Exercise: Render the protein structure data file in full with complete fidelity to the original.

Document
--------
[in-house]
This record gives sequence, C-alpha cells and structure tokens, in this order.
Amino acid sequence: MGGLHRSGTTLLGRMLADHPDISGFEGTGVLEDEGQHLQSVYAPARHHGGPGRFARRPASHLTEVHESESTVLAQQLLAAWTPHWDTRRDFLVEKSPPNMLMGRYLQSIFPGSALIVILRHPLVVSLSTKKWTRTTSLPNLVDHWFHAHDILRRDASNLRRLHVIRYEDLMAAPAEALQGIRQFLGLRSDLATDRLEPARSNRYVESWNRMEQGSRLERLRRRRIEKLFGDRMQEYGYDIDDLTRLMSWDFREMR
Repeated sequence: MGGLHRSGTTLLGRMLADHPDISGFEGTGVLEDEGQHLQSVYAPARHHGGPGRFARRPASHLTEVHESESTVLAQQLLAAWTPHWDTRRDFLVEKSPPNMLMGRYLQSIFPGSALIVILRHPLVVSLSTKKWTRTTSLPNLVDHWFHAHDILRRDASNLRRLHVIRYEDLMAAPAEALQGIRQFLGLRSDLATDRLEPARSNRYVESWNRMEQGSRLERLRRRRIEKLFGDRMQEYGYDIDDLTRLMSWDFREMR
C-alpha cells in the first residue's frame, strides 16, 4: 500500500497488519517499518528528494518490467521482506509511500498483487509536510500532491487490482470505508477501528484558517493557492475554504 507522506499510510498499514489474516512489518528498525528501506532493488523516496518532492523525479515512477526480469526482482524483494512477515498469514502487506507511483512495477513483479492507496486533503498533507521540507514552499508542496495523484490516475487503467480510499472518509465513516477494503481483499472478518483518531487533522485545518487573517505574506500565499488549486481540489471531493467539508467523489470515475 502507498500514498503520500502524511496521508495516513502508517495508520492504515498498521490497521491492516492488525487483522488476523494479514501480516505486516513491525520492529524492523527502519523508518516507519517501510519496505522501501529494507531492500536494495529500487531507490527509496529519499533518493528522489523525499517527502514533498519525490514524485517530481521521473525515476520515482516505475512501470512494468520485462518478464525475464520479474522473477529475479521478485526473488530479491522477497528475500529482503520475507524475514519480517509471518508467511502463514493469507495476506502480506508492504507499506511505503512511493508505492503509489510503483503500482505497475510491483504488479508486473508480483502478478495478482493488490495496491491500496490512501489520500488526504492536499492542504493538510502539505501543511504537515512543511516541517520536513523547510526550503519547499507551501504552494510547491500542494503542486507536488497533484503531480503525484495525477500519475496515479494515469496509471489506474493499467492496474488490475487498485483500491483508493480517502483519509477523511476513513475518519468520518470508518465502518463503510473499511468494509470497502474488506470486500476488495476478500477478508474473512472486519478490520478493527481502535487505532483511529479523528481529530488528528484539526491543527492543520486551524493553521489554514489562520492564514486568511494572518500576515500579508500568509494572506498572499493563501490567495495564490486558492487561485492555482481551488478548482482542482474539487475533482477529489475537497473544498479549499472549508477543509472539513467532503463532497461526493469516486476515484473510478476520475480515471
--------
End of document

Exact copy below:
[in-house]
This record gives sequence, C-alpha cells and structure tokens, in this order.
Amino acid sequence: MGGLHRSGTTLLGRMLADHPDISGFEGTGVLEDEGQHLQSVYAPARHHGGPGRFARRPASHLTEVHESESTVLAQQLLAAWTPHWDTRRDFLVEKSPPNMLMGRYLQSIFPGSALIVILRHPLVVSLSTKKWTRTTSLPNLVDHWFHAHDILRRDASNLRRLHVIRYEDLMAAPAEALQGIRQFLGLRSDLATDRLEPARSNRYVESWNRMEQGSRLERLRRRRIEKLFGDRMQEYGYDIDDLTRLMSWDFREMR
Repeated sequence: MGGLHRSGTTLLGRMLADHPDISGFEGTGVLEDEGQHLQSVYAPARHHGGPGRFARRPASHLTEVHESESTVLAQQLLAAWTPHWDTRRDFLVEKSPPNMLMGRYLQSIFPGSALIVILRHPLVVSLSTKKWTRTTSLPNLVDHWFHAHDILRRDASNLRRLHVIRYEDLMAAPAEALQGIRQFLGLRSDLATDRLEPARSNRYVESWNRMEQGSRLERLRRRRIEKLFGDRMQEYGYDIDDLTRLMSWDFREMR
C-alpha cells in the first residue's frame, strides 16, 4: 500500500497488519517499518528528494518490467521482506509511500498483487509536510500532491487490482470505508477501528484558517493557492475554504 507522506499510510498499514489474516512489518528498525528501506532493488523516496518532492523525479515512477526480469526482482524483494512477515498469514502487506507511483512495477513483479492507496486533503498533507521540507514552499508542496495523484490516475487503467480510499472518509465513516477494503481483499472478518483518531487533522485545518487573517505574506500565499488549486481540489471531493467539508467523489470515475 502507498500514498503520500502524511496521508495516513502508517495508520492504515498498521490497521491492516492488525487483522488476523494479514501480516505486516513491525520492529524492523527502519523508518516507519517501510519496505522501501529494507531492500536494495529500487531507490527509496529519499533518493528522489523525499517527502514533498519525490514524485517530481521521473525515476520515482516505475512501470512494468520485462518478464525475464520479474522473477529475479521478485526473488530479491522477497528475500529482503520475507524475514519480517509471518508467511502463514493469507495476506502480506508492504507499506511505503512511493508505492503509489510503483503500482505497475510491483504488479508486473508480483502478478495478482493488490495496491491500496490512501489520500488526504492536499492542504493538510502539505501543511504537515512543511516541517520536513523547510526550503519547499507551501504552494510547491500542494503542486507536488497533484503531480503525484495525477500519475496515479494515469496509471489506474493499467492496474488490475487498485483500491483508493480517502483519509477523511476513513475518519468520518470508518465502518463503510473499511468494509470497502474488506470486500476488495476478500477478508474473512472486519478490520478493527481502535487505532483511529479523528481529530488528528484539526491543527492543520486551524493553521489554514489562520492564514486568511494572518500576515500579508500568509494572506498572499493563501490567495495564490486558492487561485492555482481551488478548482482542482474539487475533482477529489475537497473544498479549499472549508477543509472539513467532503463532497461526493469516486476515484473510478476520475480515471